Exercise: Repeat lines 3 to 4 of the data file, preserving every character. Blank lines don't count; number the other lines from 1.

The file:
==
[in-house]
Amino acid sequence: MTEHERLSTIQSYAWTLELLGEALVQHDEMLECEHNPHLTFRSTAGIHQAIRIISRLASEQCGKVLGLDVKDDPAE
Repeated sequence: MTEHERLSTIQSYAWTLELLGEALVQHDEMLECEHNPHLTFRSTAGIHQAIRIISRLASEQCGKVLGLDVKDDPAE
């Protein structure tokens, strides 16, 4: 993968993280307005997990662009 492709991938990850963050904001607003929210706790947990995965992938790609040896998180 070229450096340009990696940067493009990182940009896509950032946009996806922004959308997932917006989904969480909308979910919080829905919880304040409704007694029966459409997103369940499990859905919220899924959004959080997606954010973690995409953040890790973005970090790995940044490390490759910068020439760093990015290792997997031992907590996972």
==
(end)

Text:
Repeated sequence: MTEHERLSTIQSYAWTLELLGEALVQHDEMLECEHNPHLTFRSTAGIHQAIRIISRLASEQCGKVLGLDVKDDPAE
């Protein structure tokens, strides 16, 4: 993968993280307005997990662009 492709991938990850963050904001607003929210706790947990995965992938790609040896998180 070229450096340009990696940067493009990182940009896509950032946009996806922004959308997932917006989904969480909308979910919080829905919880304040409704007694029966459409997103369940499990859905919220899924959004959080997606954010973690995409953040890790973005970090790995940044490390490759910068020439760093990015290792997997031992907590996972």